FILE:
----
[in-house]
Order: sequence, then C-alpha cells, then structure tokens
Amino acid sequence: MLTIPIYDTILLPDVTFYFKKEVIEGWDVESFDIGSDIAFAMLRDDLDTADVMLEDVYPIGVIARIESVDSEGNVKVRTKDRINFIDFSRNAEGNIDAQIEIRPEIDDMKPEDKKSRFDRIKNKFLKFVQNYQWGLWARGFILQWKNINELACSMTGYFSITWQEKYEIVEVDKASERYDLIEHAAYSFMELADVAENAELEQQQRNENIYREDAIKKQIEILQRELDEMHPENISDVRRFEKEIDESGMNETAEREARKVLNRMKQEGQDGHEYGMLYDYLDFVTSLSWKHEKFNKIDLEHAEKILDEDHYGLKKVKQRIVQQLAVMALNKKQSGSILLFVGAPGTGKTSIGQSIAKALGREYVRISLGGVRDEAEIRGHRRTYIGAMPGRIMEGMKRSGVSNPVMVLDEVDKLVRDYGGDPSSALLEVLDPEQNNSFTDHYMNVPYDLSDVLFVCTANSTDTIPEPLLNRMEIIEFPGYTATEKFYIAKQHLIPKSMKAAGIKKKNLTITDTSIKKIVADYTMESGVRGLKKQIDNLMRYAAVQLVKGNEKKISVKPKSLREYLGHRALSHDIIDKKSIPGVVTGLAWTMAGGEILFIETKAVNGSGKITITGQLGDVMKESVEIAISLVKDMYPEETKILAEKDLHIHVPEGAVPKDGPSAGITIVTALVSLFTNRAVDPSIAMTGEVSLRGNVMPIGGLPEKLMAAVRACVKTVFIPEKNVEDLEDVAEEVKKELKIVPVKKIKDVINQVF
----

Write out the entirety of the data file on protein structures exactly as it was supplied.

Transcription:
[in-house]
Order: sequence, then C-alpha cells, then structure tokens
Amino acid sequence: MLTIPIYDTILLPDVTFYFKKEVIEGWDVESFDIGSDIAFAMLRDDLDTADVMLEDVYPIGVIARIESVDSEGNVKVRTKDRINFIDFSRNAEGNIDAQIEIRPEIDDMKPEDKKSRFDRIKNKFLKFVQNYQWGLWARGFILQWKNINELACSMTGYFSITWQEKYEIVEVDKASERYDLIEHAAYSFMELADVAENAELEQQQRNENIYREDAIKKQIEILQRELDEMHPENISDVRRFEKEIDESGMNETAEREARKVLNRMKQEGQDGHEYGMLYDYLDFVTSLSWKHEKFNKIDLEHAEKILDEDHYGLKKVKQRIVQQLAVMALNKKQSGSILLFVGAPGTGKTSIGQSIAKALGREYVRISLGGVRDEAEIRGHRRTYIGAMPGRIMEGMKRSGVSNPVMVLDEVDKLVRDYGGDPSSALLEVLDPEQNNSFTDHYMNVPYDLSDVLFVCTANSTDTIPEPLLNRMEIIEFPGYTATEKFYIAKQHLIPKSMKAAGIKKKNLTITDTSIKKIVADYTMESGVRGLKKQIDNLMRYAAVQLVKGNEKKISVKPKSLREYLGHRALSHDIIDKKSIPGVVTGLAWTMAGGEILFIETKAVNGSGKITITGQLGDVMKESVEIAISLVKDMYPEETKILAEKDLHIHVPEGAVPKDGPSAGITIVTALVSLFTNRAVDPSIAMTGEVSLRGNVMPIGGLPEKLMAAVRACVKTVFIPEKNVEDLEDVAEEVKKELKIVPVKKIKDVINQVF